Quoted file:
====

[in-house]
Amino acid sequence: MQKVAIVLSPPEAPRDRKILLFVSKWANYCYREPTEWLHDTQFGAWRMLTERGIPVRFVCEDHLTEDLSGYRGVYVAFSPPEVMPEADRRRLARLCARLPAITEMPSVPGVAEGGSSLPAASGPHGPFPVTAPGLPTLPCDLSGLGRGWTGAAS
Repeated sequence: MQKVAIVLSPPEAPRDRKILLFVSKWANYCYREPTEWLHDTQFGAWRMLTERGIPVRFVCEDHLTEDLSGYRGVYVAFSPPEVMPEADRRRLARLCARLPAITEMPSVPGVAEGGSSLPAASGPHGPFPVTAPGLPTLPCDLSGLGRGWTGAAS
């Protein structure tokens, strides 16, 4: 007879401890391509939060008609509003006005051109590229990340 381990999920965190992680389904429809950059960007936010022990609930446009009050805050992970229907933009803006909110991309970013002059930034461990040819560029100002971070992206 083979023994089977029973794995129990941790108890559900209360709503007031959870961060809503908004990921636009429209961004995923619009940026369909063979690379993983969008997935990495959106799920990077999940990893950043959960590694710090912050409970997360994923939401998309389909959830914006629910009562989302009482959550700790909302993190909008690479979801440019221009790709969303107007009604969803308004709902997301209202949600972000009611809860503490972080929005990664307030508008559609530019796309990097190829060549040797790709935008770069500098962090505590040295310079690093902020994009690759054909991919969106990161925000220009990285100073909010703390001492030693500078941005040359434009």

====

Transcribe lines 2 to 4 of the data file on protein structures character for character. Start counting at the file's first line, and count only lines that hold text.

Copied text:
Amino acid sequence: MQKVAIVLSPPEAPRDRKILLFVSKWANYCYREPTEWLHDTQFGAWRMLTERGIPVRFVCEDHLTEDLSGYRGVYVAFSPPEVMPEADRRRLARLCARLPAITEMPSVPGVAEGGSSLPAASGPHGPFPVTAPGLPTLPCDLSGLGRGWTGAAS
Repeated sequence: MQKVAIVLSPPEAPRDRKILLFVSKWANYCYREPTEWLHDTQFGAWRMLTERGIPVRFVCEDHLTEDLSGYRGVYVAFSPPEVMPEADRRRLARLCARLPAITEMPSVPGVAEGGSSLPAASGPHGPFPVTAPGLPTLPCDLSGLGRGWTGAAS
């Protein structure tokens, strides 16, 4: 007879401890391509939060008609509003006005051109590229990340 381990999920965190992680389904429809950059960007936010022990609930446009009050805050992970229907933009803006909110991309970013002059930034461990040819560029100002971070992206 083979023994089977029973794995129990941790108890559900209360709503007031959870961060809503908004990921636009429209961004995923619009940026369909063979690379993983969008997935990495959106799920990077999940990893950043959960590694710090912050409970997360994923939401998309389909959830914006629910009562989302009482959550700790909302993190909008690479979801440019221009790709969303107007009604969803308004709902997301209202949600972000009611809860503490972080929005990664307030508008559609530019796309990097190829060549040797790709935008770069500098962090505590040295310079690093902020994009690759054909991919969106990161925000220009990285100073909010703390001492030693500078941005040359434009």